The power of prayer and the push for extra fundraising has prevailed for a longtime Mesa Catholic school that no longer is on the brink of closing.
Queen of Peace Catholic School, 109 N. Macdonald, which needed to raise $250,000 by March 15 to stay open for the next school year, had raised $230,000 as of Tuesday morning and will remain open. Although another $150,000 is needed for the 2013-14 school year, church leaders are confident those funds also will be raised, according to the Rev. Charlie Goraieb and Sister Dorothy Zeller, principal of the school.
Last month, Goraieb told school officials that due to economic conditions, the parish no longer would be able to fund the school and that funds were needed in time to renew teachers’ contracts for the 2011-12 school year.
School officials received word on Thursday Queen of Peace would remain open after receiving a $100,000 donation from John and Dorothy Shea, owners of Shea Homes, and large contributions from the Diocese of Phoenix and another local parish. Donations ranging from anywhere of $5 or more also added up, and Goraieb announced the good news in church on Sunday.
“Thank God,” said Mary Ann Martinez, a secretary at the school, who was the first of three generations to attend Queen of Peace. “God is rooting for us. He’s one of our cheerleaders.”
Goraieb said, “Without these funds to buy time, we would’ve had to close. We’re grateful to those who got the word out about our situation and to everyone who made contributions. Now, we’ll be able to stay open next year, and with the momentum we have going now, we are confident we’ll be able to stay open the year after next and believe we’ll be self-sustaining after that. We have a long history. The school has been a very important part of our parish and community.”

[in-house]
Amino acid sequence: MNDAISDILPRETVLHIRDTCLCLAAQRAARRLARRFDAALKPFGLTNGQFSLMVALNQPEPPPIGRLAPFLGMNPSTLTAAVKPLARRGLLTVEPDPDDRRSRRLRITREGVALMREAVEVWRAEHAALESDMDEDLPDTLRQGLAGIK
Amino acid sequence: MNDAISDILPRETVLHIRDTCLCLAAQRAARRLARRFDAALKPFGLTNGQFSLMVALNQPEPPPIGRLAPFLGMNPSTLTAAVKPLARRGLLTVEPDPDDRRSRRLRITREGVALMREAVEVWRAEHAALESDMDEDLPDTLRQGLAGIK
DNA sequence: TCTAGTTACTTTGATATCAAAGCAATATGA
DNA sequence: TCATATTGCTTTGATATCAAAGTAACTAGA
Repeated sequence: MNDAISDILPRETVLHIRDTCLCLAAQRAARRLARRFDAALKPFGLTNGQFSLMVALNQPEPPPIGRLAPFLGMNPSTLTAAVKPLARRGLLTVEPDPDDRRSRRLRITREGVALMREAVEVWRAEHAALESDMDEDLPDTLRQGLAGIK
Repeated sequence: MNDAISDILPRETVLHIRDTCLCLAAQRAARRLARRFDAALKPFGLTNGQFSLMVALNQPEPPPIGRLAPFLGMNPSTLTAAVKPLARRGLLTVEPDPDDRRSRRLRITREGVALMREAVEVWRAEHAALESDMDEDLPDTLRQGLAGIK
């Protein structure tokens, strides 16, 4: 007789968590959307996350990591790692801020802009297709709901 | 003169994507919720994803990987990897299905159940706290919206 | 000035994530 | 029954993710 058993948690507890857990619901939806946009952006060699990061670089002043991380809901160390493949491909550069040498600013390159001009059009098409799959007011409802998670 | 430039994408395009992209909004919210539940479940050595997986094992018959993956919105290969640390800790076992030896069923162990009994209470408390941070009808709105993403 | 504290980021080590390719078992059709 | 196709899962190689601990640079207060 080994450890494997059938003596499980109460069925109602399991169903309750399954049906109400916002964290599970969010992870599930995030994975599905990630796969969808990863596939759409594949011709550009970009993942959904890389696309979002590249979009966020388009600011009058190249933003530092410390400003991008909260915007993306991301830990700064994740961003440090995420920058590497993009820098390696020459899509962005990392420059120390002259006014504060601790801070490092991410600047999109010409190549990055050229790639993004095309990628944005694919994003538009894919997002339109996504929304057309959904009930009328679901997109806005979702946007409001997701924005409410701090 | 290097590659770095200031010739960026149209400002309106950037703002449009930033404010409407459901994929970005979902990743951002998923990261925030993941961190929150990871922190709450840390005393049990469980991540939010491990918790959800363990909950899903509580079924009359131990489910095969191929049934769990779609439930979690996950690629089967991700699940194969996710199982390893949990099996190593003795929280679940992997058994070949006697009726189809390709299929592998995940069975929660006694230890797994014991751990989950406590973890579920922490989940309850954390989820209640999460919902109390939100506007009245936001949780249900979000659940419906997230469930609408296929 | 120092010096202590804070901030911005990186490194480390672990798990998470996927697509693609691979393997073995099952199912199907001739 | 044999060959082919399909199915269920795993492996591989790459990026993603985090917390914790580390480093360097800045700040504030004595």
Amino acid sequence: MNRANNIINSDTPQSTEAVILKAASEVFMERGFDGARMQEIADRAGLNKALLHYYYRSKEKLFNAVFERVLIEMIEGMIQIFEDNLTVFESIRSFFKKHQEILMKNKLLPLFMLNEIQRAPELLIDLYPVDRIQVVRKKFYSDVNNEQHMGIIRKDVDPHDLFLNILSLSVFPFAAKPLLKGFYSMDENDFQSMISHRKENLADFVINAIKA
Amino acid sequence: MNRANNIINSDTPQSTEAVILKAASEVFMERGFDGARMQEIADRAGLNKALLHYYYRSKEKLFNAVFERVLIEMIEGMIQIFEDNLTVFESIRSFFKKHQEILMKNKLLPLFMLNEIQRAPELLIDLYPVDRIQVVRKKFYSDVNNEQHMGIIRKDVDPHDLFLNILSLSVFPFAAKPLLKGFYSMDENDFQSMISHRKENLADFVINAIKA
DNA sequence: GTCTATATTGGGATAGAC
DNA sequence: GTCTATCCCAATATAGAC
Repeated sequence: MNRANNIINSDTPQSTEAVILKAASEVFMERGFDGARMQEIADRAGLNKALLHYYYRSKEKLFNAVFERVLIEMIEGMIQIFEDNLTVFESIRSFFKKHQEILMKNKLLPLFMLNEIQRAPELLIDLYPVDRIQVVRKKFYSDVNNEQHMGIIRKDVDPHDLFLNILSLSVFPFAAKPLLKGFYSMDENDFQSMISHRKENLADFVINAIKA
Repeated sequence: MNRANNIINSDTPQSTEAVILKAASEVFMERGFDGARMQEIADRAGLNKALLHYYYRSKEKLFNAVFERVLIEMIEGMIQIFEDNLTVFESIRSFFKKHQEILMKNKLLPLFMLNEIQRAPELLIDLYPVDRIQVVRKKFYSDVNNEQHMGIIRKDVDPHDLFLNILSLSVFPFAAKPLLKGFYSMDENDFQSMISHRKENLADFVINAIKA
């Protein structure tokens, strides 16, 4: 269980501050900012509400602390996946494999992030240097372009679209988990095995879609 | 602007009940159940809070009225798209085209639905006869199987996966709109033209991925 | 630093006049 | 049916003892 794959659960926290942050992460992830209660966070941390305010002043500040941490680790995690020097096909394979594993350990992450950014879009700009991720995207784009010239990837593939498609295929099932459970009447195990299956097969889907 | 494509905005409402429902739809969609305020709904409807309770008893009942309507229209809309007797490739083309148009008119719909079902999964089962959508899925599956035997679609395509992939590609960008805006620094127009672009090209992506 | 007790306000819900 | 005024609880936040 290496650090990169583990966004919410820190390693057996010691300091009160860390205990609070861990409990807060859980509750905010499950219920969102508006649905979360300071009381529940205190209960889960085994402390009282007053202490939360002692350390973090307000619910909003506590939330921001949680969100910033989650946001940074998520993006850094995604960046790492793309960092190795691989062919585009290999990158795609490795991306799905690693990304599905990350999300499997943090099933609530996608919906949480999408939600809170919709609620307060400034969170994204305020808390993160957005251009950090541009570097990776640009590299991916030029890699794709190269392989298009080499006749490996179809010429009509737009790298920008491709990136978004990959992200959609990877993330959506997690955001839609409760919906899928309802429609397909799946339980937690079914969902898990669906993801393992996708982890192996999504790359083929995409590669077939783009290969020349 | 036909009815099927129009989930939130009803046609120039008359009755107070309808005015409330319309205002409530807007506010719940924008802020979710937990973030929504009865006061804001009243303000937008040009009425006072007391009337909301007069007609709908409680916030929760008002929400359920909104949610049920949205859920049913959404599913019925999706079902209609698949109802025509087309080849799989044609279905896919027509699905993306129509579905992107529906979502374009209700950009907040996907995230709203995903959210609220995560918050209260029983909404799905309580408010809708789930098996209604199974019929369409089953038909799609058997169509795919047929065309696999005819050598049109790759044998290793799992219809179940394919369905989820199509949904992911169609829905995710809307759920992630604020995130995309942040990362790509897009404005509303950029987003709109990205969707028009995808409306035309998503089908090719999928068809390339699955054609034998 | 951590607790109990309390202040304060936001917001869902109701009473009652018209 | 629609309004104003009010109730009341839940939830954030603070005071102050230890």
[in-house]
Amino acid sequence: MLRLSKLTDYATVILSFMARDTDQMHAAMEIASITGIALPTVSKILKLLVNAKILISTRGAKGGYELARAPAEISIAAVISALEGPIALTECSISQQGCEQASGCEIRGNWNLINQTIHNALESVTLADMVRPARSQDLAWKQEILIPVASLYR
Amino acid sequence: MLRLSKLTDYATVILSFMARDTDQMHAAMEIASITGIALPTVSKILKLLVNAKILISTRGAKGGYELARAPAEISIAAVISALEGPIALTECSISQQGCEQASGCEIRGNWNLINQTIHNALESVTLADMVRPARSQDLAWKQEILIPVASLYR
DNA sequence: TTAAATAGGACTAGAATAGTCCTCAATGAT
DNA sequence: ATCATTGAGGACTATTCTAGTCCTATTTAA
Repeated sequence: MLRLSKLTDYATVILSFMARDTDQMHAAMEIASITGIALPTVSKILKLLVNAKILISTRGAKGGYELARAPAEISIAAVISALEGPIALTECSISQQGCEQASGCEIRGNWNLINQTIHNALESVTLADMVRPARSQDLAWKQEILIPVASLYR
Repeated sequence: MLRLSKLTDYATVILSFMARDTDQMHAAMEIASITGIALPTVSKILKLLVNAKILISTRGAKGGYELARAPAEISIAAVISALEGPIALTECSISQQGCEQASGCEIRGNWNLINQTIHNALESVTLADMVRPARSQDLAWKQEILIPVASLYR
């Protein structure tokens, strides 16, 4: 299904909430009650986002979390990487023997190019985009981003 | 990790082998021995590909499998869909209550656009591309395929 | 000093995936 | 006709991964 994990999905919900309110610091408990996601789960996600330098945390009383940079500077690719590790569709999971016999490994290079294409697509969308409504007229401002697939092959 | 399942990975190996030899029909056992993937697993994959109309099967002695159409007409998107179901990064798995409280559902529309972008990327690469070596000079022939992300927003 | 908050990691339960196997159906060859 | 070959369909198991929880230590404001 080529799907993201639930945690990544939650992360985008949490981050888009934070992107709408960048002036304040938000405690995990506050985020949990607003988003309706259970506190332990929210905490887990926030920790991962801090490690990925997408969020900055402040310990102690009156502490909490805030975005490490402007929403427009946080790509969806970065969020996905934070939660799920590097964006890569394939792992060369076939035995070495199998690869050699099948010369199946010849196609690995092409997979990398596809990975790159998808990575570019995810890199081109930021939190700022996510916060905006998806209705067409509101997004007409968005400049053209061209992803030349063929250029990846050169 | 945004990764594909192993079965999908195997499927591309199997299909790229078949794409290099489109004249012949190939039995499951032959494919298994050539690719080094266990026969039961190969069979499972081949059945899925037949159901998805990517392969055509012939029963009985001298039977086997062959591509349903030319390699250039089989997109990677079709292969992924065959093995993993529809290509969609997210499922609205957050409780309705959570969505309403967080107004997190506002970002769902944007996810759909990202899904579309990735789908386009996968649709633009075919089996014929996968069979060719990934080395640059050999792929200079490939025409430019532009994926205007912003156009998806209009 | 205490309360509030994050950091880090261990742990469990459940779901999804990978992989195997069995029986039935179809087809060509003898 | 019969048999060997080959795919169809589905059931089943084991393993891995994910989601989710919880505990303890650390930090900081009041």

The remaining $20,000 for the school to stay open for next year is needed before June 2012 and another $150,000 by June 2013, according information from Queen of Peace.
A classroom renovation project is on track to be completed for next year to place the school in the Antonio Perri Center, but a $5 million project for the construction of new school buildings is on hold.
The school, which has 155 students in pre-K through eighth grade, 10 full-time teachers and a part-time librarian and a gym teacher, is independent of the diocese and has been facing declining enrollment for the last several years. Last year there were 178 students enrolled at Queen of Peace, down from 200 three years ago.
Queen of Peace’s roots as a church go back to 1912, when the Franciscan brothers started Sacred Heart, a mission church on Country Club Drive south of Main Street. Queen of Peace School opened in 1940. The church now serves 2,600 families.
“This school means a lot to a lot of people and parents,” Zeller said. “It means seventh-graders who thought their school was going to close will get to graduate next year.”
Goraieb and Zeller made the announcement of the school remaining open amid the sounds of students screaming and laughing on the playground.
“This is my home away from home,” seventh-grader Dominic Moreno said of the school. Moreno, 12, who plays basketball and football for Queen of Peace, has been attending the school since kindergarten. “There’s a lot of memories here. I didn’t want to see the school close.”
Jackie Winston, also a seventh-grader, said, “Because it’s a small school, it’s very welcoming. I have a lot of friends here.”
Tuition at Queen of Peace is $4,000 per year, with discounted rates for second and third students from the same family. Annual operating costs for the school are $850,000 per year, Goraieb said.
To help make up for any shortfalls in the future, school officials will campaign for increased enrollment and the school community will expand fundraising efforts, Zeller said.
Queen of Peace will hold its annual dinner and silent auction at 6 p.m. on March 19 in the hall on the church campus.
Alex Villalobos, 18, a member of Queen of Peace Church who graduated from the school and now is a film production student at Mesa Community College, recently completed a video about the importance of the school and posted it on YouTube.
“Thank you to everyone,” Villalobos said. “It was God and the community that helped us stay open, and that’s what we needed.”
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